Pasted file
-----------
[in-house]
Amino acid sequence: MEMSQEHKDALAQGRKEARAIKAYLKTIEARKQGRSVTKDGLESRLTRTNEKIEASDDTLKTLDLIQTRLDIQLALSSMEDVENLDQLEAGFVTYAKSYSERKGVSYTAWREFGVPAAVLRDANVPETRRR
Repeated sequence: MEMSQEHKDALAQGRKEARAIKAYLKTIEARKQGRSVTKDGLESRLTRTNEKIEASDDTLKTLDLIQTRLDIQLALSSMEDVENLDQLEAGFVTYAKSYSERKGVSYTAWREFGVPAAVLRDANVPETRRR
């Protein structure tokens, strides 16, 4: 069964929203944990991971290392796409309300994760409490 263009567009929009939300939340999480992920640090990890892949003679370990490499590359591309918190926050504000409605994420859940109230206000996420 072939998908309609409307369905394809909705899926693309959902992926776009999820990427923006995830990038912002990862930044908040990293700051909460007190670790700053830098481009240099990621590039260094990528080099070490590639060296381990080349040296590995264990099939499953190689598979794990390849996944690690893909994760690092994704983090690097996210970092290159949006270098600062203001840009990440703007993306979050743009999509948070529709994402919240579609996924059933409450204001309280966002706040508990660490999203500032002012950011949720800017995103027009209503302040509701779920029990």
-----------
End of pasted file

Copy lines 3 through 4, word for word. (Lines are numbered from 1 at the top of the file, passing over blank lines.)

Repeated sequence: MEMSQEHKDALAQGRKEARAIKAYLKTIEARKQGRSVTKDGLESRLTRTNEKIEASDDTLKTLDLIQTRLDIQLALSSMEDVENLDQLEAGFVTYAKSYSERKGVSYTAWREFGVPAAVLRDANVPETRRR
């Protein structure tokens, strides 16, 4: 069964929203944990991971290392796409309300994760409490 263009567009929009939300939340999480992920640090990890892949003679370990490499590359591309918190926050504000409605994420859940109230206000996420 072939998908309609409307369905394809909705899926693309959902992926776009999820990427923006995830990038912002990862930044908040990293700051909460007190670790700053830098481009240099990621590039260094990528080099070490590639060296381990080349040296590995264990099939499953190689598979794990390849996944690690893909994760690092994704983090690097996210970092290159949006270098600062203001840009990440703007993306979050743009999509948070529709994402919240579609996924059933409450204001309280966002706040508990660490999203500032002012950011949720800017995103027009209503302040509701779920029990």